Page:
Centers offer help to low-income and working families
Los Angeles, CA -- Individuals, families and small business owners who earn less than $50,000 a year can take advantage of free income tax preparation services and financial advice at community tax centers coordinated by the Greater Los Angeles Economic Alliance.
At these centers, trained certified tax professionals can assist people with current and prior year return preparation, ITIN (Individual Taxpayer Identification Number) application preparation and information on free and low-cost financial education and banking services.
“This is a great service for residents and small businesses owners, and I hope everyone takes advantage of it. In the past, our trained and certified tax professionals have helped folks claim up to $4,824 that was rightfully theirs through the Earned Income Tax Credit (EITC), Child Tax Credit and other programs,” said Colleen Mooney, executive director of South Bay Center for Community Development.
The Community Tax centers are open through April 15, and there are 15 locations throughout Los Angeles County. The following are walk-in centers: Downtown L.A. at Loyola Law School 919 S. Albany St., Sunday, 10 a.m.-4 p.m.; Inglewood Main Library, 101 W. Manchester Blvd., Saturday, 10 a.m.-3 p.m.; Mid City, Korea Daily 690 Wilshire Pl., Saturday, 10 a.m.-4 p.m.; and on the Westside, Fairfax Adult School, 7850 Melrose Ave., Wednesday 5-8 p.m.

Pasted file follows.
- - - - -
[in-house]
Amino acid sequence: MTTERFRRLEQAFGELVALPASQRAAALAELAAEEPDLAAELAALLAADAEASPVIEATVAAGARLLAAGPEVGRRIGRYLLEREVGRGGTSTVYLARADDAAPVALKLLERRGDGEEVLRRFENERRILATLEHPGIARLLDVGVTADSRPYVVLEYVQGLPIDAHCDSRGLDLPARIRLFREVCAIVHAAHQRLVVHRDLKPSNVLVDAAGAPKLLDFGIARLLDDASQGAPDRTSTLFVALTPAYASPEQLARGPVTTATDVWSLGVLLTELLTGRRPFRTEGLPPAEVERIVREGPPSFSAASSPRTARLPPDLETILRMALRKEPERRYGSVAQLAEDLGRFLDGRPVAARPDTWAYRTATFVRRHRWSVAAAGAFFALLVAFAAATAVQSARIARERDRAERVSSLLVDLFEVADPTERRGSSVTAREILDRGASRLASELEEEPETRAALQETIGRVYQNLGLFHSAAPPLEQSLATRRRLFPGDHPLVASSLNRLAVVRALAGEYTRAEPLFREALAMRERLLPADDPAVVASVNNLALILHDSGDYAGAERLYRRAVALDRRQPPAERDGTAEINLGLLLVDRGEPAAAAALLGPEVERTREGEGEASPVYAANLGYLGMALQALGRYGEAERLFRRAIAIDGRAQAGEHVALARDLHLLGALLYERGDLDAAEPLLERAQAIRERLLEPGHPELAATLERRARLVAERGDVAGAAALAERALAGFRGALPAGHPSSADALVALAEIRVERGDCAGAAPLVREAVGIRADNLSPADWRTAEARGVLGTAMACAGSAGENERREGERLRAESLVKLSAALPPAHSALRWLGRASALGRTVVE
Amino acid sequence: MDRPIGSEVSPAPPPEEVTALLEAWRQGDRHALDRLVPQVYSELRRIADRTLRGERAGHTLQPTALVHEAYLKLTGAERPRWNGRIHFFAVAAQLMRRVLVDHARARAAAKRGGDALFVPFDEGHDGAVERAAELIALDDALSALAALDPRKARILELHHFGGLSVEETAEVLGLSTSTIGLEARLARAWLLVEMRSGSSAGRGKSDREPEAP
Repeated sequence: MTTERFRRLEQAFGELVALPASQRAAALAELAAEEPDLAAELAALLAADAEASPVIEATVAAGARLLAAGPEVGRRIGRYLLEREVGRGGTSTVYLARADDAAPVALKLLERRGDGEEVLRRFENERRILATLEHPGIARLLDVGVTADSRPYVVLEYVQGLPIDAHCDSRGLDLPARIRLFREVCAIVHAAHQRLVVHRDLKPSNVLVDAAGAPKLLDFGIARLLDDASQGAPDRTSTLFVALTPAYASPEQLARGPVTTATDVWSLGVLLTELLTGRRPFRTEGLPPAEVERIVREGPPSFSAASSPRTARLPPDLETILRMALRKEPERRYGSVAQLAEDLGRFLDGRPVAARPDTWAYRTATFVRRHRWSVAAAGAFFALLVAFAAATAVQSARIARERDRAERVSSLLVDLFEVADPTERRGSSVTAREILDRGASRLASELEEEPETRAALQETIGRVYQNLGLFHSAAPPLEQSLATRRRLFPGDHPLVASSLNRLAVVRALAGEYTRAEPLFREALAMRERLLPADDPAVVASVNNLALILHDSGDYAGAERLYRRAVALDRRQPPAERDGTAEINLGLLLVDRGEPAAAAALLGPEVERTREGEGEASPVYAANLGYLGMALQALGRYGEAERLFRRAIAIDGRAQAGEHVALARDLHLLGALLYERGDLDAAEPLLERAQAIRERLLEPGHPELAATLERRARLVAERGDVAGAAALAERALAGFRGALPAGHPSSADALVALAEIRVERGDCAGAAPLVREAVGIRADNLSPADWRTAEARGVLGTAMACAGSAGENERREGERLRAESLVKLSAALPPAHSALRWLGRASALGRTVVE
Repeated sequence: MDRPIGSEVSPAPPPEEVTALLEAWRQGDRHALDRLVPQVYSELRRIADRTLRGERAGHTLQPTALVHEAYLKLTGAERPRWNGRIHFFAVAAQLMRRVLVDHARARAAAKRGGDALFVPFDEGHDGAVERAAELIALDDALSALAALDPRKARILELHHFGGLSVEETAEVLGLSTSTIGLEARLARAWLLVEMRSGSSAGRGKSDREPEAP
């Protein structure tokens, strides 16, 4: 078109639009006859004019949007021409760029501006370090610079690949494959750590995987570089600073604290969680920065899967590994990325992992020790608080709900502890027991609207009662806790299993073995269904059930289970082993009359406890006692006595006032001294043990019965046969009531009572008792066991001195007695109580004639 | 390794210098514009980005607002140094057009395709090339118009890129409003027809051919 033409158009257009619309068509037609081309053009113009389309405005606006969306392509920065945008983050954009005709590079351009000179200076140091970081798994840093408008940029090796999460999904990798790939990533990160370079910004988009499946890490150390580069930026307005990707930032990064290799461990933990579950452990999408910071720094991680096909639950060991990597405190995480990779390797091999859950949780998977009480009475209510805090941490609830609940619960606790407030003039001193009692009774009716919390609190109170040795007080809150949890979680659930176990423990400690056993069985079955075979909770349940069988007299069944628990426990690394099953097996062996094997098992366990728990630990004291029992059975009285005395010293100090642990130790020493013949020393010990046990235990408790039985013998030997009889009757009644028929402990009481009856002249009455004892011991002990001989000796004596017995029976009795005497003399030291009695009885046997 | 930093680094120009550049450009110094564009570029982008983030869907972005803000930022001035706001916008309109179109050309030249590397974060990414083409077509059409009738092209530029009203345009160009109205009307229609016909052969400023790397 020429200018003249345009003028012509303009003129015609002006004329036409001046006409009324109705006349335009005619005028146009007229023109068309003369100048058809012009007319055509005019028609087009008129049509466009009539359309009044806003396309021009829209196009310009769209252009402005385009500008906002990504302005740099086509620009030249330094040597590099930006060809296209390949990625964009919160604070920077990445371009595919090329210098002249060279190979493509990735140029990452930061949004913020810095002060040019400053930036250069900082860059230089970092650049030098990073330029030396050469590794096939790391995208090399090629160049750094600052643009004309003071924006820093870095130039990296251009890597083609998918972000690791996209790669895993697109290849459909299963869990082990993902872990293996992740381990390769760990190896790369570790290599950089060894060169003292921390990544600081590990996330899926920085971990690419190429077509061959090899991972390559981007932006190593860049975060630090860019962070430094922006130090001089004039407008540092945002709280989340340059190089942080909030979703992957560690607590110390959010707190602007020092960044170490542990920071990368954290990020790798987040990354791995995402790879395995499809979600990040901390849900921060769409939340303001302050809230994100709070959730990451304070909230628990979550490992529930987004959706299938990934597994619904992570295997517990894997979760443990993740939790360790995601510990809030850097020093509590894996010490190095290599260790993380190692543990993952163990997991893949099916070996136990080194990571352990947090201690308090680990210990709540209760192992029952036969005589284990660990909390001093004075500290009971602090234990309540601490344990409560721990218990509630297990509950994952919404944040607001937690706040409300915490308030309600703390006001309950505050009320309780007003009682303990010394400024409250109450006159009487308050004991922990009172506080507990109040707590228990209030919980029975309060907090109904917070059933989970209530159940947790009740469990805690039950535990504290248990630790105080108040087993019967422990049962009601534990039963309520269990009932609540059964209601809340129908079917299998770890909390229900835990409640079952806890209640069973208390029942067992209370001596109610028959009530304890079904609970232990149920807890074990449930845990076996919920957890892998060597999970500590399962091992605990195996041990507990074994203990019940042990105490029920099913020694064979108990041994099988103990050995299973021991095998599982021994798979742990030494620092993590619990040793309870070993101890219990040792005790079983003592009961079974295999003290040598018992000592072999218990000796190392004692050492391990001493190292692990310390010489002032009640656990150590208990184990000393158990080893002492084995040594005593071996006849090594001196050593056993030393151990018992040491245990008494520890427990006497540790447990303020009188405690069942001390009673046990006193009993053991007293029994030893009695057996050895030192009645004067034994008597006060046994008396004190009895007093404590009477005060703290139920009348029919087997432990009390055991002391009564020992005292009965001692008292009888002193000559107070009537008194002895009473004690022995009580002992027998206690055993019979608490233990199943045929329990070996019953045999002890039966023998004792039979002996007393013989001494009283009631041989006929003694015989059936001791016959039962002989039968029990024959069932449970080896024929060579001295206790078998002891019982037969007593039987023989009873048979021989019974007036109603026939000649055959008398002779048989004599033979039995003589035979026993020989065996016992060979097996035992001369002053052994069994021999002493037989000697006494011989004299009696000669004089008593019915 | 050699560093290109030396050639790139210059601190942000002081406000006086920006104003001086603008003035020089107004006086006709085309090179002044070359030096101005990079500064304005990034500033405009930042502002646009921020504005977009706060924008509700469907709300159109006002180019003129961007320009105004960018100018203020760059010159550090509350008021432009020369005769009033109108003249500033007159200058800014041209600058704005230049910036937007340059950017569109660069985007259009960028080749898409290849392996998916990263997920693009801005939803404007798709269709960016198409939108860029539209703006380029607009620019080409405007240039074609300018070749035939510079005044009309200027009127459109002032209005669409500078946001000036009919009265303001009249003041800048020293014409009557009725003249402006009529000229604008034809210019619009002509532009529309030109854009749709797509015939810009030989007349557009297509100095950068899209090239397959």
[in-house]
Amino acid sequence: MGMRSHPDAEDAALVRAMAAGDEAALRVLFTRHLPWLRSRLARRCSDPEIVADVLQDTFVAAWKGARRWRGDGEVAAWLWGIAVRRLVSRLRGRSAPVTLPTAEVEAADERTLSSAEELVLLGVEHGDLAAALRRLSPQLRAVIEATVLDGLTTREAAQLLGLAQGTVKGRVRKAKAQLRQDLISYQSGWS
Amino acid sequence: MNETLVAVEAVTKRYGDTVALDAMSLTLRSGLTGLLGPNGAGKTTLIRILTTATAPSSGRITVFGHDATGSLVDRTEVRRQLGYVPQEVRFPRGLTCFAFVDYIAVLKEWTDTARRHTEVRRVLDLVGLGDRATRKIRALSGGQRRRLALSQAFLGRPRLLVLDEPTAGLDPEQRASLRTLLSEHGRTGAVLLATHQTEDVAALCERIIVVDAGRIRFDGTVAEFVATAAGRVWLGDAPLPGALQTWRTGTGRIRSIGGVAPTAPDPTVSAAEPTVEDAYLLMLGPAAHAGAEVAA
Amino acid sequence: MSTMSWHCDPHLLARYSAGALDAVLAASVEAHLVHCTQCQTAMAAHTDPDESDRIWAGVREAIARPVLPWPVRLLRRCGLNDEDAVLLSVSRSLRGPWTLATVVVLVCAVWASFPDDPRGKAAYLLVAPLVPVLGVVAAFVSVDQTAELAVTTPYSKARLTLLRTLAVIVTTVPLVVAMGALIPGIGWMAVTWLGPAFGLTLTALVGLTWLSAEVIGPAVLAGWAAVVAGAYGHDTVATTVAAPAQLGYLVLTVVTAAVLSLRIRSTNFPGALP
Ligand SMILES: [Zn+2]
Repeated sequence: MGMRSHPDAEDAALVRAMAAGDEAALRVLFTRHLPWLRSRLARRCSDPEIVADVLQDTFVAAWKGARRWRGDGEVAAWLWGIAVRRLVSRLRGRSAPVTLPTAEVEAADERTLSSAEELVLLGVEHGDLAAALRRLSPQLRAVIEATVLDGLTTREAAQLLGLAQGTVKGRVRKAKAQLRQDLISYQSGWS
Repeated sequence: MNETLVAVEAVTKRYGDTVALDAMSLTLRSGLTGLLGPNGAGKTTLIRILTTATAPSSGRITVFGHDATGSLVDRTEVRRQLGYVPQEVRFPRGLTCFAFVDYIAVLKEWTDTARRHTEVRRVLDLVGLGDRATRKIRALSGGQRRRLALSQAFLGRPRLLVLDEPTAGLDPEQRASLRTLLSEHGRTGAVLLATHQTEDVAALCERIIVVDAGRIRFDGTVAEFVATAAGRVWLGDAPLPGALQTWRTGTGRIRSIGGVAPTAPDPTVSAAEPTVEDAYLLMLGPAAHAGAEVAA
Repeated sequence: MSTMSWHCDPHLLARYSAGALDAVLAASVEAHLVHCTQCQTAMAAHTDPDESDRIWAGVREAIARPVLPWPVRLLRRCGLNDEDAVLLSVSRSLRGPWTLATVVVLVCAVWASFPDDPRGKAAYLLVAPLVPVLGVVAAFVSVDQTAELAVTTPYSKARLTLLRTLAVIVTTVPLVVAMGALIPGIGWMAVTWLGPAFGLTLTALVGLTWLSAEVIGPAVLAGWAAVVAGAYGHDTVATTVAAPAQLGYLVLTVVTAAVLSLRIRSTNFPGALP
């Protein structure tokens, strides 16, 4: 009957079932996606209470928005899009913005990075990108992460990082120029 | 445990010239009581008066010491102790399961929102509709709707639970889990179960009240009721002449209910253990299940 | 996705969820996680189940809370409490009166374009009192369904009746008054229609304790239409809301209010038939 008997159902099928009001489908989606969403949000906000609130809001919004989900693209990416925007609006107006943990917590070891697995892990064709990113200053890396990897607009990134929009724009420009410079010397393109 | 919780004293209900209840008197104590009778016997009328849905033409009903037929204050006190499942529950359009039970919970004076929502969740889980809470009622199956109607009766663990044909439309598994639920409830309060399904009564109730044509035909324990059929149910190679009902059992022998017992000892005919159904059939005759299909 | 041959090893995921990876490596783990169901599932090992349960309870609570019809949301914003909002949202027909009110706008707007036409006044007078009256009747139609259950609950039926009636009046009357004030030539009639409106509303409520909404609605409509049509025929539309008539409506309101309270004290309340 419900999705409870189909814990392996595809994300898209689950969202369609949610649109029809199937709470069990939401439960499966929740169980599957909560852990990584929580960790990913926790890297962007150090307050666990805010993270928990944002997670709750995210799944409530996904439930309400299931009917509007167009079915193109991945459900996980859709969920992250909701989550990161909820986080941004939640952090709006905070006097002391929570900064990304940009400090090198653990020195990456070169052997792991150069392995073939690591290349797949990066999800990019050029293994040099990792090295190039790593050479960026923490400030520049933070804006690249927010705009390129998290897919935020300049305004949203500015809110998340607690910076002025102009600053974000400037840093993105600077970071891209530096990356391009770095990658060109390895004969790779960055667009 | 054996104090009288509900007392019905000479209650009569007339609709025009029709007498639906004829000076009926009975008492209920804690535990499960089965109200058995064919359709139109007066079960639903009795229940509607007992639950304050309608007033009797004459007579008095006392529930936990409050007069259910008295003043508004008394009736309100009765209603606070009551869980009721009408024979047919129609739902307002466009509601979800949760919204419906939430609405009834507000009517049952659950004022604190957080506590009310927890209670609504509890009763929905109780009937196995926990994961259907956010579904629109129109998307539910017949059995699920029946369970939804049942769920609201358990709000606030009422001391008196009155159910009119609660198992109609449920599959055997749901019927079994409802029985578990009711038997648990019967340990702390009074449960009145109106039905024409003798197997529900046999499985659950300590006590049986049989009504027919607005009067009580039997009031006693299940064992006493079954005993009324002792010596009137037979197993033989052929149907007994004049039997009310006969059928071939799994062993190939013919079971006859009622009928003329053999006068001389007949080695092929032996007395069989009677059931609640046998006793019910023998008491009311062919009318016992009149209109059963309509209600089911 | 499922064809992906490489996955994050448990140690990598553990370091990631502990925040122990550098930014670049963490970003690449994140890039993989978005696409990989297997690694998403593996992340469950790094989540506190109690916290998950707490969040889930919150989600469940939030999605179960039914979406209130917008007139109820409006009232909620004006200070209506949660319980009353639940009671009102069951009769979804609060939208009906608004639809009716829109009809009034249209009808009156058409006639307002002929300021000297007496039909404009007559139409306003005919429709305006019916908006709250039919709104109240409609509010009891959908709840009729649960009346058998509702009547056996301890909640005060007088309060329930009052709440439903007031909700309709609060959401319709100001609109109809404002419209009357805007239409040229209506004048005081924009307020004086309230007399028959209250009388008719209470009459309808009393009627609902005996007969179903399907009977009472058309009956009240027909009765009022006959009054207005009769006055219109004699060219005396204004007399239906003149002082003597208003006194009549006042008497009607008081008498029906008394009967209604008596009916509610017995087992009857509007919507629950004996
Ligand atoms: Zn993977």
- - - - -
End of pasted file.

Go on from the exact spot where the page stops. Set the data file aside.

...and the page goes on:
The following locations can be accessed on an appointment-only basis. Call the Greater L.A. Economic Alliance at (310) 693-6530 to schedule a time. Bell Gardens, 6423 Florence Pl.; Compton Tower of Faith CDC, 4323 E. Rosecrans Ave.; Crenshaw Brooklyn Community AME Church, 1900 W. 48th St.; Hollywood at Oakwood Resource Center, 3910 Oakwood Ave.; Long Beach Center for Working Families, 1900 Atlantic Ave.; Maywood, 4450 E. 60th St.; Norwalk Senior Center, 11929 Alondra Blvd.; Watts United Credit Union, 1827 E. 103rd St.; and Huntington Park, 3355 Gage Ave.
WASHINGTON—More than 11 million Blacks lived below the poverty line in 2011, including an estimated 5.2 million that languish in severe poverty, according to a recent report.
The yearly report by the Half in Ten campaign found that, even though Blacks comprise 13 percent of the total population in the United States, they accounted for 27.6 percent of Americans living below the poverty line, defined as $23,018 a year for a family of four. Less than one in 10 of those living below the poverty line in 2011 were White.